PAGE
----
This is Wes.
He makes movies.
And he’s made a new one. His eighth in fact.
It’s called The Grand Budapest Hotel….
So why not come with us and take a peek behind the hotel curtain at this new motion picture, with our resident film fool, Christopher A Edmed.
PART1: THE REVIEW
Chris sits alone as he types, adorned in a fluffy blue dressing gown. An old Kinks album playing in the background. He looks up at the camera and speaks…
CHRIS: Welcome to The Grand Budapest Hotel, a film directed by Wes Anderson, a director who seems to polarise audiences, critics and magnets across our great land. Only the other day I asked someone what they thought of The Life Aquatic and they spat in my face. This most certainly is not true but I did read a tweet from Camilla Long from The Times in which she quipped that ‘Wes Anderson has made his film again’ which must tells us something about his idiosyncratic film-making I guess.
Anderson definitely has a distinct directing style, a style that could be irreverently described (by me) as being faster and quirkier than Zooey Deschanel roller skating downhill while playing a banjo.
The film seems to star every actor in Hollywood, with obligatory cameos from Bill Murray, Jason Schwartzman, Owen Wilson, Harvey Kietel (with the roundest head you’ve ever seen) Boris Becker, Dolly Parton and Maureen from Driving School.
Our main character however is Gustave H, the concierge at the Grand Budapest Hotel played like a reformed panto villain by a brilliant Ralph Fiennes. A stoic authority figure with a penchant for poetry and pensioners. Bumbling his way through the story as familiar faces pop in and out like a revolving door at an awards festival toilet.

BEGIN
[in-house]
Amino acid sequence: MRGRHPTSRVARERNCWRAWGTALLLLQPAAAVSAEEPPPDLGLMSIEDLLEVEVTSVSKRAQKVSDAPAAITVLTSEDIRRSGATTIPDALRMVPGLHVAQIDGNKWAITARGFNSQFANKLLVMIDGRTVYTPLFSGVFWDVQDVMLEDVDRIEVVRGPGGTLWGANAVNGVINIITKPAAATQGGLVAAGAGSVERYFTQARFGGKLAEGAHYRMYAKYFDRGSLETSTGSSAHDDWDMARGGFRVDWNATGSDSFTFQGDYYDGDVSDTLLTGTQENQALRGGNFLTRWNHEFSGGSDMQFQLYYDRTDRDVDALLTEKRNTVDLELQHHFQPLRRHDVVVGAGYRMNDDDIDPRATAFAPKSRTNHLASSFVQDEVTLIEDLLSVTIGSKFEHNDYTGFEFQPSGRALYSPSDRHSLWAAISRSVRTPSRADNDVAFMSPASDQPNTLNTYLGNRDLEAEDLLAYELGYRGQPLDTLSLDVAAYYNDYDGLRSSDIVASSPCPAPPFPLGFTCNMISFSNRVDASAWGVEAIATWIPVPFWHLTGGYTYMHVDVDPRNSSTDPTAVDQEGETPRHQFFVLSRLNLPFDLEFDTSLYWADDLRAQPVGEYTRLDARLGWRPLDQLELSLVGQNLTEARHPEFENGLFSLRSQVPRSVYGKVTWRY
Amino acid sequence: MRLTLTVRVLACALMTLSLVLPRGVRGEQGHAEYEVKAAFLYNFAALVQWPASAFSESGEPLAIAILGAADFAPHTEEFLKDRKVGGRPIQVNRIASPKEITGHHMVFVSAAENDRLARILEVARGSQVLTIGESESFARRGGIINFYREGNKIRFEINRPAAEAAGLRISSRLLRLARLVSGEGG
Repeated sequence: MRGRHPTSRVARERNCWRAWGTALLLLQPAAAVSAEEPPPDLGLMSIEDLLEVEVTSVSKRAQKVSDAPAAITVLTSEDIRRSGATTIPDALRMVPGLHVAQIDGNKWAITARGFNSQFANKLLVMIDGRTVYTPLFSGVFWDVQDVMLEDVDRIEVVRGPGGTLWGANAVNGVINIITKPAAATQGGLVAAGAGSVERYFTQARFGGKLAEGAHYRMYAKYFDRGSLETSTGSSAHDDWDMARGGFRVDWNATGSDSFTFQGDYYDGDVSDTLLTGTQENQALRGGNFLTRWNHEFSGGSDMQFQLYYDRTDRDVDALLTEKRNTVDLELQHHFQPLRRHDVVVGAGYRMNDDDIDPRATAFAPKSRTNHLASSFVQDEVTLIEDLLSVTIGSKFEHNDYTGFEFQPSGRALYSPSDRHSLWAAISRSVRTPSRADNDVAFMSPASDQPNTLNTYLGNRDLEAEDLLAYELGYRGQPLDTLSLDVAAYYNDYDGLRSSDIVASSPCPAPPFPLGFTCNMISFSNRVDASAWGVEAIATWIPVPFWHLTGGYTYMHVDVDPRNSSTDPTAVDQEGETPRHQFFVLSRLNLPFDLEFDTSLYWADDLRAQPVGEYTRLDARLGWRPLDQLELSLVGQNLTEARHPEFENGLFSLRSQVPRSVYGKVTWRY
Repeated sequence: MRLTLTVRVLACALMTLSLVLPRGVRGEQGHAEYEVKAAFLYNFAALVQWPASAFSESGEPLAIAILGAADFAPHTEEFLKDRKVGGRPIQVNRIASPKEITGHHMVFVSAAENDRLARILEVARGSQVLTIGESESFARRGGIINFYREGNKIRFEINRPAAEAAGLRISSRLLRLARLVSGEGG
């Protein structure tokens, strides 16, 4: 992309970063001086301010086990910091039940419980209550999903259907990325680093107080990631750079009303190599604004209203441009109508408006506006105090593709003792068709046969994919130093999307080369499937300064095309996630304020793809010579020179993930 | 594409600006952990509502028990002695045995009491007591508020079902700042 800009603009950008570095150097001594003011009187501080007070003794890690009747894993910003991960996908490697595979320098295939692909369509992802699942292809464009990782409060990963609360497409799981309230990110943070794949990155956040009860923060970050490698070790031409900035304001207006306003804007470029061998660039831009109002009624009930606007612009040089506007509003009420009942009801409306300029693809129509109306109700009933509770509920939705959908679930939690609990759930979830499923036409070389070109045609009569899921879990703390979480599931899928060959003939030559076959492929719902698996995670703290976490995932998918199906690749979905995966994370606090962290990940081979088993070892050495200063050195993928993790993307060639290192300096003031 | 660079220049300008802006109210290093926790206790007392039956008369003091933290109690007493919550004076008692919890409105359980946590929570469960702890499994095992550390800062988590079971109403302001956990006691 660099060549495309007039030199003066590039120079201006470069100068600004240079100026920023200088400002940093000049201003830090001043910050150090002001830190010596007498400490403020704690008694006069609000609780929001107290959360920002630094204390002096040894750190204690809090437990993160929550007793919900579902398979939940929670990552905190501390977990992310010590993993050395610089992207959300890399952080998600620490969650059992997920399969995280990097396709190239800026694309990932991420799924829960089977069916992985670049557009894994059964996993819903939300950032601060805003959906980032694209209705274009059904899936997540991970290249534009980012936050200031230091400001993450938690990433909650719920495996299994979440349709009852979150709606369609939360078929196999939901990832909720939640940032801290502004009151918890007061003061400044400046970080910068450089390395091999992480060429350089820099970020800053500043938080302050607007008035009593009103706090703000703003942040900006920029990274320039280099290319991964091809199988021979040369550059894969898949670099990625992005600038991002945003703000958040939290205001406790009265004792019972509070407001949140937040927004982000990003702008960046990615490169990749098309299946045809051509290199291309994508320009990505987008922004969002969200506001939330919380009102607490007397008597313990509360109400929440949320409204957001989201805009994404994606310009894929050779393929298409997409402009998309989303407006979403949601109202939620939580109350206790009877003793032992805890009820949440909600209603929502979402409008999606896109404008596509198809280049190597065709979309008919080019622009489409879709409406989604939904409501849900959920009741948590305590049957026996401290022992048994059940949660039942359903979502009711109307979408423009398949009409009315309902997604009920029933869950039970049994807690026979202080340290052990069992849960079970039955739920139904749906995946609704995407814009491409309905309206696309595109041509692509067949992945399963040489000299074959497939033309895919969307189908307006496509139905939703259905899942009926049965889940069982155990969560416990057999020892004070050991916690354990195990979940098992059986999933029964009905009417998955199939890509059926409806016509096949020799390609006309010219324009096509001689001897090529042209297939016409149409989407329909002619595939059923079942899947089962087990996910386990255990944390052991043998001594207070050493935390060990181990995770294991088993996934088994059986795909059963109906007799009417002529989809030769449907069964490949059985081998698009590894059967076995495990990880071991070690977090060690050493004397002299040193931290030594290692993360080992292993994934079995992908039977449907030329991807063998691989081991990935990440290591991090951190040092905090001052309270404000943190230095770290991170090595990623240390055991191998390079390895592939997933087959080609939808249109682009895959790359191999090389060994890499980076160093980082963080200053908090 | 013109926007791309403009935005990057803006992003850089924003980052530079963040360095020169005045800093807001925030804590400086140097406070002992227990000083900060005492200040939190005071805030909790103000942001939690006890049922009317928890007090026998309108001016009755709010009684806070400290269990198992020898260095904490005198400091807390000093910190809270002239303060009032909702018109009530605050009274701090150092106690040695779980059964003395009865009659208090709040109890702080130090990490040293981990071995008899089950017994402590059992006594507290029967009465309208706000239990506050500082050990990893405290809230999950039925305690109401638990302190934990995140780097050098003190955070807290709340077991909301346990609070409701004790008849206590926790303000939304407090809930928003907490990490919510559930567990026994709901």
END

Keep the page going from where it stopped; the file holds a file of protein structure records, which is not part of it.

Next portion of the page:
The actual story itself is of little consequence as at times it doesn’t seem to have a clue itself where it’s going, and is all the more fun for it. Needless to say all the disparate solitary oddballs who populate the hotel come together on a madcap adventure, a lighthearted romp across the mountains of Zubrowka (a mythical old republic on the brink of war). In a landscape that’s lovingly hand drawn, cut out and arranged to make every shot feel like its been tailor-made just for you. Like an unexpected handmade gift from a friend.
From the opening, the timeline jumps around all over the place like Tigger on a space hopper. We start in 1985, whiz back to the 60’s then to the 30’s, like time-travelling Russian dolls, revealing stories within stories within stories. Giving the feeling that this is just one story out of hundreds, of thousands that Anderson could have revealed to us with the slightest change in direction of his camera.
It reminds me of the opening of another Wes Anderson film, The Darjeeling Limited, which kicks off with Bill Murray chasing a train and is overtaken by other actors who catch the train and become the central characters of the story, it just so happens that in this film, the story settles on this one particular pink hotel.
Anderson presents us with a visual feast of vivid colours and even more vivid characters that leap off the screen. No role is insignificant, side characters drip with detail, a clubbed foot, knuckle dusters, a really round bald head. No part of the frame is wasted. Scenes are filled with such rich detail that the energy that must have gone into creating it even left me exhausted.
Anderson’s influence is sewn into every colourful fibre of costume and every word in the script. Gustave’s dialogue for example is peppered with sudden profanity including great comedic lines like ‘I’ve never seen her like that before, she was shaking like a shitting dog.’
This combination of great dialogue, stunning visuals, swooping cameras and fast edits, add up to a master class in modern film-making. Resulting in the audience being swept away to a foreign land, lost in a story that feels like a lucid dream, never knowing what tangent it might spin off on next. As Anderson continues to prove that being quirky doesn’t have to mean being irksome.
Chris stops talking and tightens his dressing gown as he gets up to go for a much needed piss. Just as Bill Murray passes by the window.
PART 2: THE RATING
14 Mendl cakes out of 18
This is one of the best websites for a film that I’ve ever seen, cleverly evoking the mood and style of the movie:
A lesson on ‘How to be Quirky’ with Zooey Deschanel:
Strangers by The Kinks: